Have you ever wanted to make this more concise (and maybe fit on one line)?  With the C# and VB "Orcas" compilers you can now take advantage of a great "syntactic sugar" language feature called "object Initializers" that allows you to-do this and re-write the above code like so:

  Person person = new Person { FirstName="Scott", LastName="Guthrie", Age=32 };

The compiler will then automatically generate the appropriate property setter code that preserves the same semantic meaning as the previous (more verbose) code sample above.

In addition to setting simple property values when initializing a type, the object initializer feature allows us to optionally set more complex nested property types.  For example, assume each Person type we defined above also has a property called "Address" of type "Address".  We could then write the below code to create a new "Person" object and set its properties like so:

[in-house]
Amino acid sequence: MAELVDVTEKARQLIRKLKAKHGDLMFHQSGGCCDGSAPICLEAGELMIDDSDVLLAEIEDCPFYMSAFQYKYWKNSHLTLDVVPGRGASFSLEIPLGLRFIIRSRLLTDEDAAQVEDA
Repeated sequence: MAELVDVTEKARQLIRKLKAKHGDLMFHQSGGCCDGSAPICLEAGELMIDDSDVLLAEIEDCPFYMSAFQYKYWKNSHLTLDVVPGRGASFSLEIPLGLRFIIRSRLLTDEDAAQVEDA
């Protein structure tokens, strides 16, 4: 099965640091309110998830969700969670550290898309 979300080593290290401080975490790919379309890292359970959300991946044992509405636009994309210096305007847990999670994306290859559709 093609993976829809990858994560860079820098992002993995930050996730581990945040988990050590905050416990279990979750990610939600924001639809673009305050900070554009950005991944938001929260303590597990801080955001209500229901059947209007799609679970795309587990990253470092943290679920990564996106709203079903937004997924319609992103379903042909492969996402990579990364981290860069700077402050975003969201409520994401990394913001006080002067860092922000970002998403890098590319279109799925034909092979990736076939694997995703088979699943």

Person person = new Person {
      FirstName 
"Scott",
      LastName 
"Guthrie"
      
Age 32,
      Address 
= new Address {
         Street 
"One Microsoft Way",
         City 
"Redmond",
         State 
"WA",
         Zip 
98052
      
}
   }
;

Bart De Smet again has a great write-up on what happens under the covers when using object initializers with the March CTP release of "Orcas". You can read his excellent post on it here.

New C# and VB Language Feature: Collection Initializers

Object Initializers are great, and make it much easier to concisely add objects to collections.  For example, if I wanted to add three people to a generics-based List collection of type "Person", I could write the below code:

  List<Person> people = new List<Person>();